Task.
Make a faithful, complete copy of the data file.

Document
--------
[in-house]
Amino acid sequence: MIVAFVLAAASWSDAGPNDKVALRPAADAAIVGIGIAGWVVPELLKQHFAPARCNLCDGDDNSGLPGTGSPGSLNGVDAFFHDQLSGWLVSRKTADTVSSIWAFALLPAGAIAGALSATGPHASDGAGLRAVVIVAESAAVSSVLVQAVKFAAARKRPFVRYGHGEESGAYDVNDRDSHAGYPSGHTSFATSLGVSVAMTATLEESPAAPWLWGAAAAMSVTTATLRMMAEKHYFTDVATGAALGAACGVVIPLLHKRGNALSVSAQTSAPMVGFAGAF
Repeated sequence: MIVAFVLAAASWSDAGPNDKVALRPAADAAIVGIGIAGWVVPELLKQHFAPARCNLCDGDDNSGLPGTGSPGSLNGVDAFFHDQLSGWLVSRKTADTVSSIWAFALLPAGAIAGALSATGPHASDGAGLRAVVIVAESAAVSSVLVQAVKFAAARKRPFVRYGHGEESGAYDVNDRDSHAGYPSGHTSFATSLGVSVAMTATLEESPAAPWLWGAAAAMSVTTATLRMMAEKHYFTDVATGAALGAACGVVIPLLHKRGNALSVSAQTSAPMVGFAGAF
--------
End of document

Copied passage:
[in-house]
Amino acid sequence: MIVAFVLAAASWSDAGPNDKVALRPAADAAIVGIGIAGWVVPELLKQHFAPARCNLCDGDDNSGLPGTGSPGSLNGVDAFFHDQLSGWLVSRKTADTVSSIWAFALLPAGAIAGALSATGPHASDGAGLRAVVIVAESAAVSSVLVQAVKFAAARKRPFVRYGHGEESGAYDVNDRDSHAGYPSGHTSFATSLGVSVAMTATLEESPAAPWLWGAAAAMSVTTATLRMMAEKHYFTDVATGAALGAACGVVIPLLHKRGNALSVSAQTSAPMVGFAGAF
Repeated sequence: MIVAFVLAAASWSDAGPNDKVALRPAADAAIVGIGIAGWVVPELLKQHFAPARCNLCDGDDNSGLPGTGSPGSLNGVDAFFHDQLSGWLVSRKTADTVSSIWAFALLPAGAIAGALSATGPHASDGAGLRAVVIVAESAAVSSVLVQAVKFAAARKRPFVRYGHGEESGAYDVNDRDSHAGYPSGHTSFATSLGVSVAMTATLEESPAAPWLWGAAAAMSVTTATLRMMAEKHYFTDVATGAALGAACGVVIPLLHKRGNALSVSAQTSAPMVGFAGAF